At The Universal Film Manufacturing Company, Rex Ingram finally made the break into film direction, starting with the short film, The Symphony of Souls, with Robert Z. Leonard and Ella Hall, released in 1914 by one of Universal’s subsidiary companies, The Rex Motion Picture Company. His real breakthrough came in 1916 with the Violet Mersereau vehicle, The Great Problem, which he wrote and directed. By now he had been moved from The Rex Motion Picture Company to Bluebird, a new brand set up by Universal in 1916 to cater specifically for mainstream audiences. The trade press response was not encouraging: “How in the name of goodness anybody could have written such a consistently commonplace scenario is difficult to imagine,” Variety pronounced, gleefully delineating the absurdities of the plot. Luckily for the novice writer-director, his second film for Bluebird, a production conceived at Fox and again starring Violet Mersereau, Broken Fetters (1916), received an altogether warmer reception, garnering praise for plot, acting and setting.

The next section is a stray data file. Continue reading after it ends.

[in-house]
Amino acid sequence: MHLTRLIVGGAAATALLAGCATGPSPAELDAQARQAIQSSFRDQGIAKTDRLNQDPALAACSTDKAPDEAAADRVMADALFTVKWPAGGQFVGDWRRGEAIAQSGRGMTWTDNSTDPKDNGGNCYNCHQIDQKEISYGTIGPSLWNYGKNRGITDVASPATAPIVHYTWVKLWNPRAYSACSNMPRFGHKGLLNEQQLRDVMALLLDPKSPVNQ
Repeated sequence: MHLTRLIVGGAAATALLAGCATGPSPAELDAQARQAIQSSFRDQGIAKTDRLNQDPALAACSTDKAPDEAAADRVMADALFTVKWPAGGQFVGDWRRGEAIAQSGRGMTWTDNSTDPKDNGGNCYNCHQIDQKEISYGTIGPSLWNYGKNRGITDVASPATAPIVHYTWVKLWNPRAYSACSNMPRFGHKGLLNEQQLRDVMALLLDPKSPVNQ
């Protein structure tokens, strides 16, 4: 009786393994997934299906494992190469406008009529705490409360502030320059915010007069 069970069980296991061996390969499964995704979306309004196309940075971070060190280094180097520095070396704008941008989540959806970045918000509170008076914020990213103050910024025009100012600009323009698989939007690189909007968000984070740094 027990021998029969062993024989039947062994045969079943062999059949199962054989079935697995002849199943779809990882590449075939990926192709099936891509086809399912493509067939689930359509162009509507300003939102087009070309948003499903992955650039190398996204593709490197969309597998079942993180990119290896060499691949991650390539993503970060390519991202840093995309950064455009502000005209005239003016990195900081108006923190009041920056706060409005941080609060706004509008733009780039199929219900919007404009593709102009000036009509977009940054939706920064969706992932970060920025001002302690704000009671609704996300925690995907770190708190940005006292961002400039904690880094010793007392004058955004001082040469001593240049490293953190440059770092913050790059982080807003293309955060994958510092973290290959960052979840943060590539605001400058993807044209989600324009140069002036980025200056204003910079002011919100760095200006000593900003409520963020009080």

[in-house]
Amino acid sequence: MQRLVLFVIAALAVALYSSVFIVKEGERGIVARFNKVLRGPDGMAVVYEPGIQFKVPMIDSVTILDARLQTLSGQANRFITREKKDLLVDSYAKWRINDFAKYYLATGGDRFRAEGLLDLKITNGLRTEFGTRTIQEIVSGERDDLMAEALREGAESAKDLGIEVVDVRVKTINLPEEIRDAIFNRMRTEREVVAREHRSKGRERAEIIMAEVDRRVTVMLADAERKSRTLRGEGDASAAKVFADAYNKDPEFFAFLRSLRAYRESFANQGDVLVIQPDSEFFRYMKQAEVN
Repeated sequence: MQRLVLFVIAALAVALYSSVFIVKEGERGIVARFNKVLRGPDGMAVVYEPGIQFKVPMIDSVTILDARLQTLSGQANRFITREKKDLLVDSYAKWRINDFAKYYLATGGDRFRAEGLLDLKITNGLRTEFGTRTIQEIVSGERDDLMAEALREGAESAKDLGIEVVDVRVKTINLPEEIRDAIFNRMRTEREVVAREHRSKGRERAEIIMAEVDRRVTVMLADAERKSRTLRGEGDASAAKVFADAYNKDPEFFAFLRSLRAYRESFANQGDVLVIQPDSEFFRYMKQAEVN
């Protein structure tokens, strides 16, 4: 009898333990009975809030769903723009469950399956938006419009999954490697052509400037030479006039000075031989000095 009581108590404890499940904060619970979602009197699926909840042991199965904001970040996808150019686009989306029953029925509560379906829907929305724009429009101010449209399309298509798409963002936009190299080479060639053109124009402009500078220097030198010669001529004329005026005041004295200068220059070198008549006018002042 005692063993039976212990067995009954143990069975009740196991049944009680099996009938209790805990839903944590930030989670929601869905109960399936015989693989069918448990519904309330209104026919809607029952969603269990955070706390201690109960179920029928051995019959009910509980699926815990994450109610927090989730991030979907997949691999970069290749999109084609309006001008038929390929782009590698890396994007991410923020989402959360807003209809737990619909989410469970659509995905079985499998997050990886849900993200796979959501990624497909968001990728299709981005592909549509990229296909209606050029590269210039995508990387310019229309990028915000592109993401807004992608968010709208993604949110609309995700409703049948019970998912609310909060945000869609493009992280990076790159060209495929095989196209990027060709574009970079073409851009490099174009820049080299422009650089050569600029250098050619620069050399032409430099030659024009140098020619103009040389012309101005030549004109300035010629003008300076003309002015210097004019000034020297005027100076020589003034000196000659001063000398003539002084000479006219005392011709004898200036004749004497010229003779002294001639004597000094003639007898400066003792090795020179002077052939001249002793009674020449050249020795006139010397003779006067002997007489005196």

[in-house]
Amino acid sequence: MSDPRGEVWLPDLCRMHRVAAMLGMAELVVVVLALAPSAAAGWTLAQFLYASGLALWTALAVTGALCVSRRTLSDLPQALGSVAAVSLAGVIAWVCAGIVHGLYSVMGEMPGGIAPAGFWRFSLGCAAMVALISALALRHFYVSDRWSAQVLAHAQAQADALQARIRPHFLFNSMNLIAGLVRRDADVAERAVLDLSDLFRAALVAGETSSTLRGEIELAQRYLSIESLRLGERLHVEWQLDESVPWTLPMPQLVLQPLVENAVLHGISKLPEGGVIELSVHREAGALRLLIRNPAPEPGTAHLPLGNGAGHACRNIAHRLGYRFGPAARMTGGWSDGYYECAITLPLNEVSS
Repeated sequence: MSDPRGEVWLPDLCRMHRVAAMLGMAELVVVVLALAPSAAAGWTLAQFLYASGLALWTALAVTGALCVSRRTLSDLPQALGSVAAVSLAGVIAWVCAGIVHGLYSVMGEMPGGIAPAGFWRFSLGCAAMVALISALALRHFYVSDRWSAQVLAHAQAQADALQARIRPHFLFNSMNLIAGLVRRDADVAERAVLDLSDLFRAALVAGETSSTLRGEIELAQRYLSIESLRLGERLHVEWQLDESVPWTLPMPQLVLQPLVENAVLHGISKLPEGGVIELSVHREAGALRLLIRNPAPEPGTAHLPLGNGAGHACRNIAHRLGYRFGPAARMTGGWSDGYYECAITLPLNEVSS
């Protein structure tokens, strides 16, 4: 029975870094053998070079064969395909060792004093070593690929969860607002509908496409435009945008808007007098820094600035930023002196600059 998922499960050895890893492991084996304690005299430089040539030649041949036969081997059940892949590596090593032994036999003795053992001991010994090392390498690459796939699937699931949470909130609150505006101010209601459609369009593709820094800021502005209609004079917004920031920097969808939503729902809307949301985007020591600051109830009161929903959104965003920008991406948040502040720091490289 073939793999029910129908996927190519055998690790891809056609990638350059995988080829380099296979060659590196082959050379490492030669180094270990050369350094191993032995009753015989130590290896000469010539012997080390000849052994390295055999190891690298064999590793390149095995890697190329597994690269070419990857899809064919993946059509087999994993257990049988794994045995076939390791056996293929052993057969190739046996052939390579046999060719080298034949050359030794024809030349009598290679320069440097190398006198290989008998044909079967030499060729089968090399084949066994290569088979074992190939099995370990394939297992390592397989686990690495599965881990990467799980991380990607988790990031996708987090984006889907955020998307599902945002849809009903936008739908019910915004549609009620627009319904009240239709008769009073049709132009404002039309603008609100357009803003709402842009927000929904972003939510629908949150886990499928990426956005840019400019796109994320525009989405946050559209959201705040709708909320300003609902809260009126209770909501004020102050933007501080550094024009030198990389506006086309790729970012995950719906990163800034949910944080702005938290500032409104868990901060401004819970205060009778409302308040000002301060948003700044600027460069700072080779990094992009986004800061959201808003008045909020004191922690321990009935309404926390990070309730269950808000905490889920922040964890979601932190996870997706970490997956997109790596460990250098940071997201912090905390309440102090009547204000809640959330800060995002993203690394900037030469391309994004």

It was with his third Bluebird production that Ingram really hit his stride. Between this release, The Chalice of Sorrow (1916), and his previous production, two important changes took place. The first was that Universal moved its production base from New York to Los Angeles. The second was the employment of “Duke” Hayward as the film’s cameraman. Hayward was an intensely talented cinematographer whose ability to manipulate shadow and light reinforced in Ingram the conviction that the new medium of motion pictures was the most exciting art form of the twentieth century. “No picture shown within many weeks comes to mind in which the light effects have been so brilliantly handled. A fine painter could not have managed his shadow effects better,” Variety now exulted. In the environs of Los Angeles, Rex found the exotic settings he had been forced to create artificially in New York. In the film, authentic outdoor locations are matched with elaborate interiors, soon a recognisable Ingram trademark. Ingram continued to make a further four pictures with Bluebird, gradually creating a repertoire of works that combined melodrama, visual artistry and a baroque fascination for the grotesque. Once again, he fell out with his employers and once again he moved on, working briefly with Paralta Plays Inc. before joining the Royal Canadian Flying Corps. The war ended before he could see service but Ingram came back to Hollywood an ill man. Only through the good offices of his more influential friends did he return to film direction, making The Day She Paid for Universal in 1919, in which a young Alice Terry played a small role and Under Crimson Skies (1920) for Universal’s prestige label, Jewel. Now, his health restored, Rex was ready for yet another move, this time to Metro Studios.